第2053期「領導人員培育班」研習- 摘要與心得

Some important educational policies were introduced, such as previous endeavors and measures put into helping creating normalization of a healthier teaching environment. As a member of the Advisory group, of course I would focus more on how to beef up teaching and assessment, which include Effective Teaching, Differentiated Instruction, Cooperative Group Learning and Alternative Assessment. These courses are considered as the key to the success of the educational reform, so workshops with regard to these topics will continued to be held to promote tried and trusted approaches to in-service teachers, hoping our students can benefit form those changes in teaching and assessment.

If you try to come up with important features of these topics, you'll find these characteristics are constantly emphasized, like dynamic interaction, innovative teaching strategies, catering to individual learning needs, incorporating technology, the application of the language and rubrics. To take on new challenges brought by the Twelve-Year Compulsory Education, teachers are, first of all, required to embrace the opportunity to adjust or revolutionize his or her ways of teaching, for lecturing and standardized testing alone can no longer satisfy our students, especially after the abolishment of the BCT. We all need to evolve with this unstoppable trend, creating more opportunities for our students to apply what they've learned in class. After all, the ultimate goal of learning a language is to communicate. However, conventional thinking only concerns whether students can get everything right on the tests instead, which is obviously insufficient to meet the new challenges.

We went on a tour to a very renowned and successful elementary school, Micang, visiting all the wonders created by a principal, who is full of visions and imagination, and his dedicated staff. The school was nicknamed "Toy Wonderland" for all the surprises when you walk in the campus, including the top museum, toy museum, hopscotch playground, weaving workshop, to name just a few. We were all just like a bunch of excited schoolboys, or maybe schoolgirls, busy taking pictures and also kept wondering how he got those genius ideas to renovate the whole school into a such a happy learning environment.
One man can really make a difference. The principal truly fought an uphill battle, turning what we usually would consider disadvantages into their unique strengths. Located in a relatively remote area in Taipei, Micang has won numerous awards by tapping into the school's remarkable integration of so many wonderful talents and the principal's personal interests and expertise. Micang has such a variety of clubs, and they even have their own archery field inside the school. When most schools are preoccupied by how to introduce some fancy devices like iPad or helping their students test into a better school, Micang, on the other hand, is striving to develop more of their own features. As a teacher, I hope we can have more successful examples like this school, and more importantly, more principals with visions and determination to make more incredible differences. 
Both lecturers reiterated the important goals of the national English policies and shared how they devoted their time and energy to get things done. On top of that, many useful online resources were also introduced, showcasing the construction of databases of teaching resources and test items through teamwork. For me, they're both superwomen that can fulfill so many huge duties in time. Also, both have their own styles of doing a presentation, and of course I managed to pick up some.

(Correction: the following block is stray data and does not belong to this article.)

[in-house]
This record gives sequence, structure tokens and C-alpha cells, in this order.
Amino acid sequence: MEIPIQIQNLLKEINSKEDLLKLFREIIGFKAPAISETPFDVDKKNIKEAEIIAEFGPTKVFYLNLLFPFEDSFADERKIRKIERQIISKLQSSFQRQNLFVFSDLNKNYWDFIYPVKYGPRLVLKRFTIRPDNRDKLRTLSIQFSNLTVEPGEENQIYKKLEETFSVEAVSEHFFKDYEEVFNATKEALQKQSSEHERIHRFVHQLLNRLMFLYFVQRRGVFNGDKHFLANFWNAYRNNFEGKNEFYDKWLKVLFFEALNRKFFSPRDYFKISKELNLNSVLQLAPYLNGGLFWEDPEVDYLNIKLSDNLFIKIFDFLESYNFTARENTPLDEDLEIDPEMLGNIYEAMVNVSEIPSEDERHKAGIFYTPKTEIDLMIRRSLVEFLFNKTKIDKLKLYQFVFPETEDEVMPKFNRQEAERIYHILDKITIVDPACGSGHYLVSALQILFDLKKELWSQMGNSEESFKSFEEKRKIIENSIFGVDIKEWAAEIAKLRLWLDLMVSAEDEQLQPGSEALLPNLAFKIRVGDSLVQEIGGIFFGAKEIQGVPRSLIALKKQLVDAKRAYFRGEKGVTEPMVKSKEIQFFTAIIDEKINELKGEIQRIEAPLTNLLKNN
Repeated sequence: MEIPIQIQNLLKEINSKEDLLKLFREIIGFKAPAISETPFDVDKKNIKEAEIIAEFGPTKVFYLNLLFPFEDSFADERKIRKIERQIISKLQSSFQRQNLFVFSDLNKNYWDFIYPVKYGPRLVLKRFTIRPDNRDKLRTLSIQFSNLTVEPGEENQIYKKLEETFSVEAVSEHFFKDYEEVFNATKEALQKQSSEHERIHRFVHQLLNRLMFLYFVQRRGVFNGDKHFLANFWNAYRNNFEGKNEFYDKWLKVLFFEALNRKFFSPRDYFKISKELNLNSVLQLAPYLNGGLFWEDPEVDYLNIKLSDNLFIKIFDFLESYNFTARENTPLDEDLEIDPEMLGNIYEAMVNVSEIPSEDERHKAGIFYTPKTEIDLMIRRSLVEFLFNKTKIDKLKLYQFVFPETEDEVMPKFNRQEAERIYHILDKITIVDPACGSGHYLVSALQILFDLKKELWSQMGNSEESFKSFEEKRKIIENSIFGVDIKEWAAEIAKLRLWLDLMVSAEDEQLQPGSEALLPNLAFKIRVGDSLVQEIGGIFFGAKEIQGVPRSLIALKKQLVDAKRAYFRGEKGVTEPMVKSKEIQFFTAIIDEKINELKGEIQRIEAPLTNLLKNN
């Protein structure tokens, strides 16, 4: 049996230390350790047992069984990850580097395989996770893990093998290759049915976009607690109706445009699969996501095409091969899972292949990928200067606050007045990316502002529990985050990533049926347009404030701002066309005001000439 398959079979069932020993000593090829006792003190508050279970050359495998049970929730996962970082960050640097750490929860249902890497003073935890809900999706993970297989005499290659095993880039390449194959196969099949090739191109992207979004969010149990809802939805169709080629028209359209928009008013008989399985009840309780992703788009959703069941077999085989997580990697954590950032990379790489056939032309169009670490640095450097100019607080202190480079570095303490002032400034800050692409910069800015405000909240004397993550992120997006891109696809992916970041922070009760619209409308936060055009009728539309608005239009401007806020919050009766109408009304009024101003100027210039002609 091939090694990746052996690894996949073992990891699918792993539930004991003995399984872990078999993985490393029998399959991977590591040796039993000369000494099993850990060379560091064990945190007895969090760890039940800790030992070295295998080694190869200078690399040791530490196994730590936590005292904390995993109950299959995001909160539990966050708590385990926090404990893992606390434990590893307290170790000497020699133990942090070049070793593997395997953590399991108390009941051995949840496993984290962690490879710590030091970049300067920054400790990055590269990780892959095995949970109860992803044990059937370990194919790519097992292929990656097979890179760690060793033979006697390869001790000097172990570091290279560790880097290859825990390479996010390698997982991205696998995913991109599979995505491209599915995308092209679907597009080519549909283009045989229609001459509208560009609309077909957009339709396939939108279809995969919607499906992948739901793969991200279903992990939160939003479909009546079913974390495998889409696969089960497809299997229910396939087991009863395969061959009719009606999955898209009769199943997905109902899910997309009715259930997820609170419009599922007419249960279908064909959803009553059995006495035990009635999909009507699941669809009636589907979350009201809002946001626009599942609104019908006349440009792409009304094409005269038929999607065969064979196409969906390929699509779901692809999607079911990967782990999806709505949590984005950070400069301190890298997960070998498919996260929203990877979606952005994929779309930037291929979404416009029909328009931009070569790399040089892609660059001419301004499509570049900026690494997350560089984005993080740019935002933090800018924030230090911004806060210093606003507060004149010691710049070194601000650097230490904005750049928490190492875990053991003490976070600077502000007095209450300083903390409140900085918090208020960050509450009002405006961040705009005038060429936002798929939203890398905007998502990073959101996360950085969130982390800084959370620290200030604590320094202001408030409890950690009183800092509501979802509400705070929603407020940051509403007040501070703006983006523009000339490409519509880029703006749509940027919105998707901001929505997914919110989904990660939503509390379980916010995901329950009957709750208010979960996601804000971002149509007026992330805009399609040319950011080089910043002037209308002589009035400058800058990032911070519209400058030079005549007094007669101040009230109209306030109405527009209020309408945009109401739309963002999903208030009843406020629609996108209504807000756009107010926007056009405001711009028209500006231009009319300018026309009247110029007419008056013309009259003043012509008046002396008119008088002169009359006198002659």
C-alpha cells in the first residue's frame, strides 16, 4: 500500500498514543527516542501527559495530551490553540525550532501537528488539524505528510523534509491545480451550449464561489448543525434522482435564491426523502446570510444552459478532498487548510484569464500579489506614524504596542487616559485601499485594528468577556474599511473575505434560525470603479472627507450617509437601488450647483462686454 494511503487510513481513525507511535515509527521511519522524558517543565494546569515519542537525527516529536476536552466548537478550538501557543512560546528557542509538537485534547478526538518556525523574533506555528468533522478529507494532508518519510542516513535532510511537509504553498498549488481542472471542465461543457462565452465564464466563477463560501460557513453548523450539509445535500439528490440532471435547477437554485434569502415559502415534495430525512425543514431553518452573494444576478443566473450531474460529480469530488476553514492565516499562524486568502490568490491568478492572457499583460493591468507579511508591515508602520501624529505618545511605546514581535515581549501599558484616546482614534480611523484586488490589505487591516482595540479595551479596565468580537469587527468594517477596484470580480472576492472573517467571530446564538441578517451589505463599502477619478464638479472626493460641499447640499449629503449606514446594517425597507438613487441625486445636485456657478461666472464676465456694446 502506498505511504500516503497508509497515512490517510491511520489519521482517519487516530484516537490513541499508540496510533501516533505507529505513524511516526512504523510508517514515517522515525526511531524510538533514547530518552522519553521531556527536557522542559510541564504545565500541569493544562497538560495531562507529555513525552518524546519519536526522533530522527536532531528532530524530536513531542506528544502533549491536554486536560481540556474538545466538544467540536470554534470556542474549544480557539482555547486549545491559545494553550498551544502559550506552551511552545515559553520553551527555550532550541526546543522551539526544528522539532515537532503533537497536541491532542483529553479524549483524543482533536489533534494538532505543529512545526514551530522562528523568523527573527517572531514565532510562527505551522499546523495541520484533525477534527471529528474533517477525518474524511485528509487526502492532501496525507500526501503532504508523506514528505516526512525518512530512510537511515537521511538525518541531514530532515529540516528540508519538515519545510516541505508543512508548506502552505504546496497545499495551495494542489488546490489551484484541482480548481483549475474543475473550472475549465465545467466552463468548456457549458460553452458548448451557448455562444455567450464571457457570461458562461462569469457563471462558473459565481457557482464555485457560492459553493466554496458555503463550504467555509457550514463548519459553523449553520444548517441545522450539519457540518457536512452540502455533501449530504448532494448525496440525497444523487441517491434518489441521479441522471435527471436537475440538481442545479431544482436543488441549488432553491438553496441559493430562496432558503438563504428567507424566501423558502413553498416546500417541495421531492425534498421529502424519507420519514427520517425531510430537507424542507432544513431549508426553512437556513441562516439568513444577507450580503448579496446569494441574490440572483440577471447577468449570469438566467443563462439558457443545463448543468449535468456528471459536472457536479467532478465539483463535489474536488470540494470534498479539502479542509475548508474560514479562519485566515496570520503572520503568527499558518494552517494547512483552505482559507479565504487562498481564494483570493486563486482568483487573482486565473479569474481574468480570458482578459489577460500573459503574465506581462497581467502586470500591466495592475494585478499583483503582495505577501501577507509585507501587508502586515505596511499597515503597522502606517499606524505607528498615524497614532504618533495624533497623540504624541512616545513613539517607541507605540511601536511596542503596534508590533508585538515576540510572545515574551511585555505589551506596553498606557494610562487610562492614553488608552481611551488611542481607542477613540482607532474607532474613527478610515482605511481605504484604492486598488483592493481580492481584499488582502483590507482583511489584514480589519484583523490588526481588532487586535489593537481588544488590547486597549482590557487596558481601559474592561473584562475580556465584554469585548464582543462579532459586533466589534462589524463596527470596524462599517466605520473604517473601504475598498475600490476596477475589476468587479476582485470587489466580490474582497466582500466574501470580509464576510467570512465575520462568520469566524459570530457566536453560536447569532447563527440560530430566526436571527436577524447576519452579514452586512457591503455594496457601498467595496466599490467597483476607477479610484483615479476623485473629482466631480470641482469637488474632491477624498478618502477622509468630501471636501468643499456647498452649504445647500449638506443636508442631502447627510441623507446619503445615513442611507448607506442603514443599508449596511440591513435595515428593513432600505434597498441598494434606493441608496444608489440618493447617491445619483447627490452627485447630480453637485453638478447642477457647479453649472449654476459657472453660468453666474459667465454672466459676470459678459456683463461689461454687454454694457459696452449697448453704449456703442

In one of their slides, it reads " To be able to communicate", which has been my most important teaching belief all along. Lecturing can merely help our students gain knowledge of the language, like vocab and grammatical structures. To cope with new challenges, many workshops have been devised, form my point of view, only to motivate students with more interesting and interactive activities. But, we really have to ask ourselves this question, "Are my students becoming a better English communicator after all those activities?". I really doubt drawing pictures, cutting paper or using tablet computers to scramble sentences can serve the purpose. Unfortunately, this new norm of teaching English seems to take shape now. Very few really cares about whether our students can acquire basic skills like word stress, intonation and expressing themselves properly in English. What's the point of learning a language when you don't know how to speak or write in that language? Moreover, how can you expect our students to be a , if not fluent, or just a basic English speakers, when English teachers don't have to be proficient in English? A dynamic, energetic and fun activity can ensure students are engaged, but I'm more willing to create more opportunities for my students to apply the language , such as show and tell, keeping diary in English or introducing their favorite English speaking videos in English because they not only have the same features but also help students to communicate in English better.

Effective Teaching is a dynamic process that constantly tries to connect teaching objectives and learning achievement. In the process, teachers adopt varied strategies and techniques, such as creating a warm and resourceful atmosphere and learning environment, complete with diverse teaching methods, like group work, task-based activities, mind mapping, PBL and so on. How do we know that our teaching is effective by this definition? Well, a list of checking criteria is provided, like learning centered, learning oriented, energetic interaction, creative methods, resource utilization and so on. Differentiated Instruction is hoping to decrease the number of students that needs remedial teaching. It is a belief, not a specific approach or method, that emphasizes finishing covering the course doesn't necessarily guarantee expected learning outcomes. By categorizing "content", "process" and "production" respectively into two or three levels based on complexity or students' English levels, both advanced and slow learners can be expected to produce desirable learning outcomes through flexible grouping and varied tasks.